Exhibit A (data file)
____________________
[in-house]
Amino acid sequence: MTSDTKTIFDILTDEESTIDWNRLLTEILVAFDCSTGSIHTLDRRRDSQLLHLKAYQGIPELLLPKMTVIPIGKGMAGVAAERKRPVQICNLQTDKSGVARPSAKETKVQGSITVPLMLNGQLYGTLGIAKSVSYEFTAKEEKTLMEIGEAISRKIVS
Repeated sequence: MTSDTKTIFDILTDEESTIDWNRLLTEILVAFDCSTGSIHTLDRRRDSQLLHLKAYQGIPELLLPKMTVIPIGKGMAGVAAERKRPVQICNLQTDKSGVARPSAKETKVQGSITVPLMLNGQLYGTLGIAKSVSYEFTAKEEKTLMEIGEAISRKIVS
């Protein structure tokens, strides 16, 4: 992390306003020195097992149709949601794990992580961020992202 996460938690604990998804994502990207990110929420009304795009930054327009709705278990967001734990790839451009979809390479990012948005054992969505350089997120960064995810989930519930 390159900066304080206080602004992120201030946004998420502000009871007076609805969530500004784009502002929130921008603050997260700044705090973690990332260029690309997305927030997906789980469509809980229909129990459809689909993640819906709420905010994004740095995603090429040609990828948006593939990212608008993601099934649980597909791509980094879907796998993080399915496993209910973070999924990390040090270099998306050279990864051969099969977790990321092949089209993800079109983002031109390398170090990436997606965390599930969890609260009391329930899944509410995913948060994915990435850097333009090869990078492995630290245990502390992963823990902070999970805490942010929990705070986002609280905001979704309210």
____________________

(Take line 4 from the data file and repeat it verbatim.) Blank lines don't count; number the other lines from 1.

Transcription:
């Protein structure tokens, strides 16, 4: 992390306003020195097992149709949601794990992580961020992202 996460938690604990998804994502990207990110929420009304795009930054327009709705278990967001734990790839451009979809390479990012948005054992969505350089997120960064995810989930519930 390159900066304080206080602004992120201030946004998420502000009871007076609805969530500004784009502002929130921008603050997260700044705090973690990332260029690309997305927030997906789980469509809980229909129990459809689909993640819906709420905010994004740095995603090429040609990828948006593939990212608008993601099934649980597909791509980094879907796998993080399915496993209910973070999924990390040090270099998306050279990864051969099969977790990321092949089209993800079109983002031109390398170090990436997606965390599930969890609260009391329930899944509410995913948060994915990435850097333009090869990078492995630290245990502390992963823990902070999970805490942010929990705070986002609280905001979704309210």